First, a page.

We just wrapped up an eight-day loca­tion shoot for an appar­el com­pa­ny and let me just say that it kicked our butts pret­ty hard with tons of sun and wind and a final day of record low high-temps for July in Min­neso­ta! Almost felt like it might snow. Our mod­els were troop­ers and took it all in stride even though they were freez­ing cold on more than one occa­sion. But this isn’t about the weath­er, this is more about the work­flow and process.
I like to use a pimped out Mac­Book Pro 15″ lap­top inside a Pel­i­can 1495 case mount­ed on top of a Git­zo tri­pod. This is heavy awk­ward beast to lug around when try­ing to nail down a spe­cif­ic loca­tion and angle, traips­ing along after the pho­tog­ra­ph­er and art direc­tor, but the work­ing con­ve­nience makes up for it. I also tend to use two A-clamps and a black­out cloth for iso­lat­ing the screen when view­ing images. Not pret­ty, but very func­tion­al. Plus, I feel like those old-time pho­tog­ra­phers with the old bel­lows cam­era on a tri­pod, the big cloth and the hand­held smok­ing flash thingie. The best rule about loca­tion lap­top use I can pass along is to put your screen bright­ness to off when copy­ing cards or back­ing up files. Only turn it up when view­ing crit­i­cal infor­ma­tion. This max­i­mizes your bat­tery life.
We start­ed off in the new Cap­ture­One Pro but ran into an issue on the first lap­top we were using and a con­flict (or some­thing) with the screen cal­i­bra­tion soft­ware pro­duc­ing real­ly whacked out dis­play glitch­es (hard breaks in smooth gra­di­ent areas). That took sev­er­al hours of trou­bleshoot­ing to iso­late lat­er that night and it was a good thing I had my ful­ly loaded Mac­Book Pro ready to go into action. Always have two lap­tops ready to work when on loca­tion (and lots of bat­ter­ies)!
Being on loca­tion with a fast shoot­er always is an issue as the full mem­o­ry cards have a ten­den­cy to stack up when offload­ing to the lap­top. With the Canon 5d Mark II’s larg­er megapix­el images, it seemed like even more of an issue (cards fill up faster). Even with a Firewire 800 card read­er, it was tak­ing many mul­ti­ple min­utes to import images into C1Pro so we tried Light­room, which was about the same. There had to be a bet­ter way to work faster, so at lunch break on the first day I did a quick test on import­ing shots direct­ly into a “load­ing” fold­er on the hard dri­ve through the Find­er and then “import­ing” into Light­room using the “move and add to cat­a­log” func­tion, which also allowed me to rename the shots and attach the desired meta­da­ta. What a rev­e­la­tion! It took 3–4 min­utes to copy an entire card, RAW+JPEG, and about one more minute to get the images added to the library! Bin­go. These min­utes were invalu­able in allow­ing the clients and art direc­tor to view images full-screen in about as real-time as was pos­si­ble.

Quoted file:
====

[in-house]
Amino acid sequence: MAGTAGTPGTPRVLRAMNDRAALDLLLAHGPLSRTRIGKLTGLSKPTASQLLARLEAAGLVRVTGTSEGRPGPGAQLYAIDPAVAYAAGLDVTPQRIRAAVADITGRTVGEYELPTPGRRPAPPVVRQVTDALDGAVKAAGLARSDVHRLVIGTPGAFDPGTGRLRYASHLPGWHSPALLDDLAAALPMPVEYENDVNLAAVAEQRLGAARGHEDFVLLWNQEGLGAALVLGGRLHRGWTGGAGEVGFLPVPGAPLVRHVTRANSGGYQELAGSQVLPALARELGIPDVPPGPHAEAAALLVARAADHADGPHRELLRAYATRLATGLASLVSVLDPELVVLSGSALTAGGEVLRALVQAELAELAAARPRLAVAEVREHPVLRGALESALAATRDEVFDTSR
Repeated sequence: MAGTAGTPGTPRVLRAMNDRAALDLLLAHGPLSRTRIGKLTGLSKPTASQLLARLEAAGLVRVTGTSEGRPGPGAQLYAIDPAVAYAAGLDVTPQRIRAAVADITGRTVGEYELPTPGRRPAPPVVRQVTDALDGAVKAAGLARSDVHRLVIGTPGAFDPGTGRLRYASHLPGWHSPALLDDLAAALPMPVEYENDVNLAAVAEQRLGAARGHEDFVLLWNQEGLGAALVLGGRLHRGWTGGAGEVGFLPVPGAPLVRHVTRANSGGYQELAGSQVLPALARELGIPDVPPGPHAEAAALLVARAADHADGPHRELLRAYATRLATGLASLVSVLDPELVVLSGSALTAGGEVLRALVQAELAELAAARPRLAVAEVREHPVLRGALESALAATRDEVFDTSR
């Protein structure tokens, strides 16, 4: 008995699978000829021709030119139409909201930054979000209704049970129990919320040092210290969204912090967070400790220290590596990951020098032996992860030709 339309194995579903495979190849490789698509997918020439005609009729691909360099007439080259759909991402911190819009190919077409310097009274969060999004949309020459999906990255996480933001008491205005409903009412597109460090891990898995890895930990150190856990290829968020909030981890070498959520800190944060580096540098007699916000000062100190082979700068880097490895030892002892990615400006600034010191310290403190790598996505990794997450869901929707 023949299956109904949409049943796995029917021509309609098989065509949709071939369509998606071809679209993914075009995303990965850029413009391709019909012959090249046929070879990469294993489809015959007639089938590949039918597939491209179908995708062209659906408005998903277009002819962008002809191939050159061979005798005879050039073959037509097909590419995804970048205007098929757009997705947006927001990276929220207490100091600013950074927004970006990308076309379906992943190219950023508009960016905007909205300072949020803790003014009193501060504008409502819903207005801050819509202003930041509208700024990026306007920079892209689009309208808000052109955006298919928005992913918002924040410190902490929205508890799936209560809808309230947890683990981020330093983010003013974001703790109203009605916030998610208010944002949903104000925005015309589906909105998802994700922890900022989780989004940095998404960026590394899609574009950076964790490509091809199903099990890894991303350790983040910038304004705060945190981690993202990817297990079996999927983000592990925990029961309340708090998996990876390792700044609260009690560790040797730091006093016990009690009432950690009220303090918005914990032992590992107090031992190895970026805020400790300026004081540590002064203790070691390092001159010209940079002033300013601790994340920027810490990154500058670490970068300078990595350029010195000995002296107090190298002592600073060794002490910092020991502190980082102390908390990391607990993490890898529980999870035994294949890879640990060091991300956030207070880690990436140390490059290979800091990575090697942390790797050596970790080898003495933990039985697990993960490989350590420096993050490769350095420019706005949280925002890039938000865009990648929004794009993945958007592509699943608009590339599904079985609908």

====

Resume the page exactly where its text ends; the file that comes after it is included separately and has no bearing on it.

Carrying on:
I enjoyed work­ing in Lightoom very much for loca­tion shoot­ing, even with the move-then-add import­ing process. I usu­al­ly am request­ed to use Cap­ture­One Pro in the stu­dio but I’m fair­ly con­vinced to switch now when­ev­er pos­si­ble. Some data stats for you: The Light­room pre­view library was 20 gigs alone by the time we wrapped shoot­ing. We shot over 168 gigs of images using the Canon 5d Mark II, an increase of 5 megapix­els per shot over the 1ds Mark II. Good thing I recent­ly upgrad­ed my Mac­Book Pro inter­nal hard dri­ve with a 500-gig mod­el (I high­ly rec­om­mend this — check out OWC. Get all your RAM there, too).
Since the client want­ed to leave with con­tent, I did a lit­tle man­u­al file man­age­ment with the JPEG images once we were fin­ished and the client took home all eight days worth of images about thir­ty min­utes after we wrapped shoot­ing — they were still on their first round of drinks in the bar next to our last loca­tion so I didn’t miss out on too much!
Hope you found this use­ful, inspir­ing or at least inter­est­ing. If you need any loca­tion assis­tance, let me know!